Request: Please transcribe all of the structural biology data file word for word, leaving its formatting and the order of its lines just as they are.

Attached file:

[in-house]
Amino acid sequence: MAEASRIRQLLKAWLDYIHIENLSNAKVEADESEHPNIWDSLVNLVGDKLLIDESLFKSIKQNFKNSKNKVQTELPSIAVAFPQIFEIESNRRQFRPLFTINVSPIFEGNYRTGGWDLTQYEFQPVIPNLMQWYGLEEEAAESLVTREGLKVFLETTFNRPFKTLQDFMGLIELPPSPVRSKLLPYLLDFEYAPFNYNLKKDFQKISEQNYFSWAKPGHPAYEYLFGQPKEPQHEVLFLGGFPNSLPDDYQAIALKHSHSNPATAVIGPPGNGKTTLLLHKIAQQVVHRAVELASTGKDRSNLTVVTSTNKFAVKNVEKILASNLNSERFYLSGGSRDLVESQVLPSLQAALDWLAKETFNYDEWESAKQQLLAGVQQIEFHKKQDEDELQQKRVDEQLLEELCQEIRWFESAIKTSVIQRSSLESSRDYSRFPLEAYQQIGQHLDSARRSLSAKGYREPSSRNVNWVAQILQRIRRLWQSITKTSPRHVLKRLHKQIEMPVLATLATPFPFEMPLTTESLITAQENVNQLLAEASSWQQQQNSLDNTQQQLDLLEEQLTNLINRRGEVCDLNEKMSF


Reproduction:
[in-house]
Amino acid sequence: MAEASRIRQLLKAWLDYIHIENLSNAKVEADESEHPNIWDSLVNLVGDKLLIDESLFKSIKQNFKNSKNKVQTELPSIAVAFPQIFEIESNRRQFRPLFTINVSPIFEGNYRTGGWDLTQYEFQPVIPNLMQWYGLEEEAAESLVTREGLKVFLETTFNRPFKTLQDFMGLIELPPSPVRSKLLPYLLDFEYAPFNYNLKKDFQKISEQNYFSWAKPGHPAYEYLFGQPKEPQHEVLFLGGFPNSLPDDYQAIALKHSHSNPATAVIGPPGNGKTTLLLHKIAQQVVHRAVELASTGKDRSNLTVVTSTNKFAVKNVEKILASNLNSERFYLSGGSRDLVESQVLPSLQAALDWLAKETFNYDEWESAKQQLLAGVQQIEFHKKQDEDELQQKRVDEQLLEELCQEIRWFESAIKTSVIQRSSLESSRDYSRFPLEAYQQIGQHLDSARRSLSAKGYREPSSRNVNWVAQILQRIRRLWQSITKTSPRHVLKRLHKQIEMPVLATLATPFPFEMPLTTESLITAQENVNQLLAEASSWQQQQNSLDNTQQQLDLLEEQLTNLINRRGEVCDLNEKMSF